• \$\begingroup\$ I made the changes for now--but I think that it really could be one master question with a lot of system specific questions. \$\endgroup\$
    – YuriPup
    Jun 16, 2011 at 16:49
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    \$\begingroup\$ Upvoted for the "start at the end" - the best adventures I've ever run could be summed up as "this is what's going to happen if no-one interferes" with some notes on how people react when someone does interfere. Oddly, they're sometimes easier to run as well. \$\endgroup\$ Jun 17, 2011 at 17:55
  • \$\begingroup\$ I wish I could give more +1, but in general I've found out the same thing in doing an incremental discovery/overview of the 40k universe via a DH game. You def can't teach players new to the setting all about Imperial hierarchy and how the warp works in one campaign arc, so it has to be built up over time and the connections between seemingly innocuous things must grow organically. Also for preparing situations, not plot. \$\endgroup\$ Mar 24, 2017 at 19:22

Quest Method

The whole point of the adventures is the quest. Have it take several sessions to complete a minor goal and many minor goals to complete the overall quest. I like to have end each adventure with a push toward the next on and a start with a pull. IE refer to a scholar in another town, Then scholar has been kidnapped. If the party strays off course have a 3rd party complete the task and get great rewards but use it to push the party to the next step.

Multi Threaded Plot

I create these by writing up a time line. I figure out the main events and figure out what key players in the events are doing. I build my villans(and outside heros) paths backward. I like to cross paths almost incedentally through out the campaign. I like the final villans henchmen to be involved in different ways as every thing from ally to foe in different adventures with out letting the party know their true goal. I love having the party unknowingly help complete some task toward the villans end while thinking they are working against them. And have them only find out in the final adventure. This requires alot of thought and planning but if its done well the results are worth it. Remember to use the art of misdirection shine the light on the right hand while the left hand does the work. Your party will figure some things out. And they will try to go off track so some ability to guide them back on track with out it seeming too forced is good.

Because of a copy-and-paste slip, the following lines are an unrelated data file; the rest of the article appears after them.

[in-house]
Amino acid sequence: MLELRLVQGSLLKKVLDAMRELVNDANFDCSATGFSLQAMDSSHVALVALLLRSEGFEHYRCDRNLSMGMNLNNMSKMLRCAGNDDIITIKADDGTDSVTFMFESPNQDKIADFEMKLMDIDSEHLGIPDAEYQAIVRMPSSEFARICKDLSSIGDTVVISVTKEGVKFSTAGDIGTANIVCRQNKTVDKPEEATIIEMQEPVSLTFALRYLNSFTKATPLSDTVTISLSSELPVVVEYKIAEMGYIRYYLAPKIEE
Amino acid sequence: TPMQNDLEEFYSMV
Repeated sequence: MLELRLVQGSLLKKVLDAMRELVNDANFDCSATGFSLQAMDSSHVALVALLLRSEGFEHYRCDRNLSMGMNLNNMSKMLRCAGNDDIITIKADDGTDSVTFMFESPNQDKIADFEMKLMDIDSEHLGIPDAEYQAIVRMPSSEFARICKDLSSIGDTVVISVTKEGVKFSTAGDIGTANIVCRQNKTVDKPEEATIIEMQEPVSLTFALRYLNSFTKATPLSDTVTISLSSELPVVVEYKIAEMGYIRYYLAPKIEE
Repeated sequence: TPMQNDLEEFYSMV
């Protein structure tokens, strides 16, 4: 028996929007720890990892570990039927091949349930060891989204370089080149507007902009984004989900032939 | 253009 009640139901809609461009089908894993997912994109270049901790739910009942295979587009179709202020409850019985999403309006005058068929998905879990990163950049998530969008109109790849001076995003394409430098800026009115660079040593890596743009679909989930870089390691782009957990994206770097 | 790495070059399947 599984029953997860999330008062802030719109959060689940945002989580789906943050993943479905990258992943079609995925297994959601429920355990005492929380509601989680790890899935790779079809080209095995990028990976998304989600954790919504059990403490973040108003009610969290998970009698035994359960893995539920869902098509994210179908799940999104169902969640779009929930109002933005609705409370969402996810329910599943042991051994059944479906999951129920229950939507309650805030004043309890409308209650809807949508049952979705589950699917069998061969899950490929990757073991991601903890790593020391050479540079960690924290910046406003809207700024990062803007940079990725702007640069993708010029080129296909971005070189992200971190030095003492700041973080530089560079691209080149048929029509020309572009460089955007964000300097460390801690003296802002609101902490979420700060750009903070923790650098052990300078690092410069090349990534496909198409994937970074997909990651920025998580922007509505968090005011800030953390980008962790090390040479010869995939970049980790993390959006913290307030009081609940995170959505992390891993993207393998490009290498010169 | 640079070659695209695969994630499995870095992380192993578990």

It is important to integrate events happening outside of the party's sphere of influence. A house was blown up a week ago bring the villan to justice. The house was actually blown up on accident while working next door on a plot to assinate the mayor. But the mayor thinks of the party as rival political party operatives and wants them gone. And the mayor is being killed to bring a rich relitive here for a funeral so his home can be robbed for an artifact...


What I've done successfully in the past is to lift a plot from another piece of media (video game, novel) and have it happen around the PCs. The quests they're sent on and the activities they get up to often have nothing to do with the "main plot," the daily activities of the campaign accumulating as they do from the session-to-session interests and adventures of the gang. But that core plot forms the spine of the campaign, and gives me a central point around which to weave together all those disparate happenings.

My general method for keeping all the events of my background plot straight is to focus on the villains/other major NPCs, and what everything looks like from their perspective. Usually I have one or two major characters driving the plot, and between session upkeep on that side of the game is generally just a matter of considering the events of the last session from the perspective of those NPCs, and come up with their plans for the next one based on that.

Depending on the plot, you wouldn't even necessarily need to do this with an NPC -- you could use a force or an organization instead. As long as it has some kind of motive and/or particular method of operating, it should work. Generating a plot based on the actions of a zombie horde, for instance, would simply be a matter of determining whether anything that happened last session helped or hurt the horde, and what they're likely to destroy next session (and whether its in a place the PCs will notice, or pure background events).